Best Known For
Chief Joseph was a Nez Percé chief who, faced with settlement by whites of tribal lands in Oregon, led his followers in a dramatic effort to escape to Canada.
Think you know about Biography?
Answer questions and see how you rank against other players.Play Now
"I am tired of fighting," he said. "Our chiefs are killed. Looking Glass is dead. Toohoolhoolzote is dead. The old men are all dead. It is the young men who say, 'Yes' or 'No.' He who led the young men [Olikut] is dead. It is cold, and we have no blankets. The little children are freezing to death. My people, some of them, have run away to the hills, and have no blankets, no food. No one knows where they are—perhaps freezing to death. I want to have time to look for my children,
and see how many of them I can find. Maybe I shall find them among the dead. Hear me, my chiefs! I am tired. My heart is sick and sad. From where the sun now stands, I will fight no more forever."
Regarded in the American press as the "Red Napoleon," Chief Joseph achieved great acclaim in the latter half of his life. Still, not even his standing among the whites could help his people return to their homeland in the Pacific Northwest.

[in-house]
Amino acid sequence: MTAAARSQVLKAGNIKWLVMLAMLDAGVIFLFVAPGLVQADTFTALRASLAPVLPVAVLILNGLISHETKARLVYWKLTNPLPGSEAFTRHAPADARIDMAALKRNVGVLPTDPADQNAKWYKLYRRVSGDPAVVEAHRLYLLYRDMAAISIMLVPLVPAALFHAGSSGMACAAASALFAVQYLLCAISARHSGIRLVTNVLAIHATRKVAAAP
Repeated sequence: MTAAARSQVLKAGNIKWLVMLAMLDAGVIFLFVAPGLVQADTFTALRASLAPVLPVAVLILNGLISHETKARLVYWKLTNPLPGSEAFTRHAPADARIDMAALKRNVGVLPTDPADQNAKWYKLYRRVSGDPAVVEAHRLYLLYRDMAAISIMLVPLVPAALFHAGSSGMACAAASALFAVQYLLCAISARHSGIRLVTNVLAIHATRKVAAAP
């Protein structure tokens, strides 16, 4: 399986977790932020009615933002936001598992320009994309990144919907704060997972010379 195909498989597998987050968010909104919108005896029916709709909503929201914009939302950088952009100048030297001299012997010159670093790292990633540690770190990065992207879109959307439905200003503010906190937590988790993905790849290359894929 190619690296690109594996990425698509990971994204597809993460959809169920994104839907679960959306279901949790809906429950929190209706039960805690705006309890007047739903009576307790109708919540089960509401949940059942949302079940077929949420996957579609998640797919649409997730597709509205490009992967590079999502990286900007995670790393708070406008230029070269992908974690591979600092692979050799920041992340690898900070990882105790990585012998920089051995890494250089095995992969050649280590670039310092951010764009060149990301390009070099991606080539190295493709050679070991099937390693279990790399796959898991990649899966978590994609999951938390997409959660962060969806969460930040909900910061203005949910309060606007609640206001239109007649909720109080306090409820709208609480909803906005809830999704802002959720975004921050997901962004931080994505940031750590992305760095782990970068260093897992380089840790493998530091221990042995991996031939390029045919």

Following his surrender, Chief Joseph and his people were escorted, first to Kansas, and then to what is present-day Oklahoma. Joseph spent the next several years pleading his people's case, even meeting with President Rutherford Hayes in 1879.
Finally, in 1885, Joseph and others were allowed to return to the Pacific Northwest, but it was far from a perfect solution. So many of his people had already perished, either from war or disease, and their new home was still miles from their true homeland in the Wallowa Valley.
Chief Joseph did not live to see again the land he'd known as a child and young warrior. He died on September 21, 1904, and was buried in the Colville Indian Cemetery on the Colville Reservation in the state of Washington.
© 2013 A+E Networks. All rights reserved.
profile name: Chief Joseph profile occupation:
Sign in with Facebook to see how you and your friends are connected to famous icons.
Your Friends' Connections
Included In These Groups
The Wild West holds a special place in American history—Western films depict it as a place where the rules didn't apply, and where scores were settled with gun slinging and shootouts. The colorful characters who made up the old West were men, women, cowboys, Indians, sheriffs just plain outlaws. Though we've come to have a more nuanced understanding of the good and the bad of the old West, we can still learn from the stories of the people who made it and who wrote about what it was.
Wild West 24 people in this group
Famous Pisceans 556 people in this group
Famous People Born in 1840 9 people in this group